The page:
Working as a World War II 'lumberjill'
- 13 March 2012
- From the section England
Logs falling on top of them, not bathing for weeks and not seeing their families for months on end - this was the lot of a wartime "lumberjill".
The year was 1941 and Ethel Oliver was keen to do her bit for the war effort.
The 18-year-old signed up to be a Land Girl but later switched to the lesser known Women's Timber Corps (WTC).
With the men away fighting for their country, thousands of women, like Mrs Oliver, volunteered to do backbreaking work in the UK's forests during World War II.
In the days before mechanisation and chainsaws, they used manual saws to chop down trees and load the timber on to trucks.
The logs were then made into telegraph poles, road blocks, pit blocks and even crosses to mark the graves of fallen soldiers.
Last year the Forestry Commission started a campaign to track down the "forgotten" women.
It published a photograph taken in 1941 in Jesmond, Newcastle, of a group of lumberjills and appealed for help to identify them.
The Commission especially wanted to hear from any surviving women or their families to make an archive of their memories, especially any who worked in Chopwell Wood, near Gateshead.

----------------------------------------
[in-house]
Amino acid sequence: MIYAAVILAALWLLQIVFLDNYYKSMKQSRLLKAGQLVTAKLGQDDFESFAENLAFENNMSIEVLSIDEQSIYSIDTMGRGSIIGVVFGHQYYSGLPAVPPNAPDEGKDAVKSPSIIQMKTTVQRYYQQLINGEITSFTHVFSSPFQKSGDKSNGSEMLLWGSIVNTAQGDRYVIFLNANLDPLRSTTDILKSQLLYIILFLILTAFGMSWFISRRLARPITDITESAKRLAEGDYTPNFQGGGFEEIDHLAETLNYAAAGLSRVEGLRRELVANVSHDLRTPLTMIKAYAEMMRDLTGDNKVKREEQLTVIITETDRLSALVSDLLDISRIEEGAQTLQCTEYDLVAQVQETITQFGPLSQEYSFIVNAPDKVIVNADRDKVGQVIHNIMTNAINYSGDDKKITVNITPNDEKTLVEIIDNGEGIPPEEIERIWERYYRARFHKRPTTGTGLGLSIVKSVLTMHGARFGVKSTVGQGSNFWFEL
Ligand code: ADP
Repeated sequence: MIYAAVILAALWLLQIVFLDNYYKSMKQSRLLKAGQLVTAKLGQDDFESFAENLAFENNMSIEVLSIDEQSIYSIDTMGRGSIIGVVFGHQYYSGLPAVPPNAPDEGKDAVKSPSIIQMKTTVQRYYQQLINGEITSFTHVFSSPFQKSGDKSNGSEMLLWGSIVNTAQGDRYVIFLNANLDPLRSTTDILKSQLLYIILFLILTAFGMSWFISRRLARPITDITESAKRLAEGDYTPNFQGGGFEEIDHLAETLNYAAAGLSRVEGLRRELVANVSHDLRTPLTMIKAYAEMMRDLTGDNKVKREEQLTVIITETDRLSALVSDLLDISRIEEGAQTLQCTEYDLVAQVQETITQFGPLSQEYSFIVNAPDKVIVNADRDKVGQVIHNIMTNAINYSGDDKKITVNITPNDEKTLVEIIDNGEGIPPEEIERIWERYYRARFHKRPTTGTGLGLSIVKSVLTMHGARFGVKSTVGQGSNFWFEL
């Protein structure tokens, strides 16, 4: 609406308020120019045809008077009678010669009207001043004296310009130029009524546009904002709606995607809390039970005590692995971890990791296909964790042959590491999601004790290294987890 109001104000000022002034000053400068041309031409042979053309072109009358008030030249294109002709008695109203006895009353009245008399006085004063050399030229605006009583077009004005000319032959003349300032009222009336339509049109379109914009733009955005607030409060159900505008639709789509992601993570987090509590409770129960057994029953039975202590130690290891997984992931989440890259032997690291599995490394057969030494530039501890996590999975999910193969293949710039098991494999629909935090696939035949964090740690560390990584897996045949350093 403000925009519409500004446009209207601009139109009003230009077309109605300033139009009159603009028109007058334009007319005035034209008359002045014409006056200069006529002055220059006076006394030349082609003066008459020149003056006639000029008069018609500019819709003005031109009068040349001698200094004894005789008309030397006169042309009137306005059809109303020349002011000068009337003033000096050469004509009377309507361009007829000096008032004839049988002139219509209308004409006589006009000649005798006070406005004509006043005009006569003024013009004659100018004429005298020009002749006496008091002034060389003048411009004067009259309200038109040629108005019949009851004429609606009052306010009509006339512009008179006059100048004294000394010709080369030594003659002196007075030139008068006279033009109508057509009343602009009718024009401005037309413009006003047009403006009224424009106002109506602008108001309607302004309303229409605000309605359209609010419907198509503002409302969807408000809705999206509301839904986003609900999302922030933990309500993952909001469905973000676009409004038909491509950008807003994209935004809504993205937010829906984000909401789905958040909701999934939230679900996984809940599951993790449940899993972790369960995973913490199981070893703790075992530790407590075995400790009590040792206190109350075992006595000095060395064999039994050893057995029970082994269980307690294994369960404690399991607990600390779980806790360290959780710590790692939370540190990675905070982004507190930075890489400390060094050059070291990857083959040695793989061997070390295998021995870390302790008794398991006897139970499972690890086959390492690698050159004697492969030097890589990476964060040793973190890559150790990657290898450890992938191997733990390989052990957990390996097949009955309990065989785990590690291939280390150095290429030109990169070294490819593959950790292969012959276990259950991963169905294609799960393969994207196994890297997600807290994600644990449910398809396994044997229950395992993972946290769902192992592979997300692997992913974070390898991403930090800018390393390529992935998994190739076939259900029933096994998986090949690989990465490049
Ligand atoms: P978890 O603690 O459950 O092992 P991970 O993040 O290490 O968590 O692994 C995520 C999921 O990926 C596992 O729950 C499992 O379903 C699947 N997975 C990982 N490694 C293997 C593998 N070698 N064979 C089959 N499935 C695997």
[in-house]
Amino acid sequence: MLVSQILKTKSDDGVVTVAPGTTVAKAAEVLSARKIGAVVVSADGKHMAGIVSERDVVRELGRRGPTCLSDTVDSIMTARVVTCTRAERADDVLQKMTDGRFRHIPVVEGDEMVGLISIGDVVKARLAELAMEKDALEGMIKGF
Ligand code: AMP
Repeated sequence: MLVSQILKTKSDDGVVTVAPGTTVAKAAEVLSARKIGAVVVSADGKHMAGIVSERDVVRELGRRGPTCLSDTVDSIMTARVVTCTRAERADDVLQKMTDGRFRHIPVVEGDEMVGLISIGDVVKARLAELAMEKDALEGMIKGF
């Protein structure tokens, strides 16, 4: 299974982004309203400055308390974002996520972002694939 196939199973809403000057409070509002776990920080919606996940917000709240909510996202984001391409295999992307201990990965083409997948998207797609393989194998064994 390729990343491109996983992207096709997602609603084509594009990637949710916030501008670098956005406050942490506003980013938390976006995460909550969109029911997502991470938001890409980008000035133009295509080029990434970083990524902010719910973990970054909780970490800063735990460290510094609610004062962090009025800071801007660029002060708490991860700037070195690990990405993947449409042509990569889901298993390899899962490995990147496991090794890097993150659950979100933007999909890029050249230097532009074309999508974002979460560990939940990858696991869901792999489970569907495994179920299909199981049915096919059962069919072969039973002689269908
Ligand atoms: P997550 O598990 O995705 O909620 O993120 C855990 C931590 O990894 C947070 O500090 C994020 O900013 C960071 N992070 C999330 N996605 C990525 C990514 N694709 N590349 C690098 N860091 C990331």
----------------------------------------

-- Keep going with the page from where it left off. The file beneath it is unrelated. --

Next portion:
Mrs Oliver was not in the photo, but it brought back fond memories, and she got in touch with the project.
As a lumberjill, it was her job to measure the logs, peel off the bark and generally avoid being hit by falling timber.
Mrs Oliver, who spent nine months in the 900 acre (360 hectare) Chopwell Wood, said: "It was dangerous work - I remember once when the logs had been loaded on to a truck and them falling off on top of one girl.
"She wasn't badly hurt but she never came back.
"It was a busy place with trees being felled and charcoal burning going on.
"I was given training in the Lake District, learning how to measure and cut down trees and peel off the bark.
"We also had to be able to identify the kind of tree by looking at leaves or the bark. It was hard work and I remember being cold during the harsh winters.
"If you could afford it you would go home at weekends for a bath, but transport wasn't great."
During her stint at Chopwell, Mrs Oliver lodged with a school caretaker, and cycled the few miles up the road to work every day.
She eventually finished her work in the forests of the North East in 1946, but said: "I loved being outside and the whole experience left me with very fond memories.
"After I finished the work, I was in a bit of dilemma because after such an experience I didn't fancy working in an office or shop."
Mrs Oliver eventually became an interior decorator, got married to husband Randall in 1951 and had two sons.
She still has photographs from the time, but has lost touch with her fellow-lumberjills.
The Forestry Commission, working with Groundwork North East and the Friends of Chopwell Wood, is trying to track down as many lumberjills as possible.
They want to record their wartime stories and experiences for an exhibition and online archive.
Joanne Norman, from Groundwork Northeast, said: "We have had a terrific response after publishing the photo.
"Thanks to the number of people coming forward we have made a start in putting names and stories to faces."
Anyone who served in Chopwell Wood has been urged to contact Ms Norman on 0191 567 2550.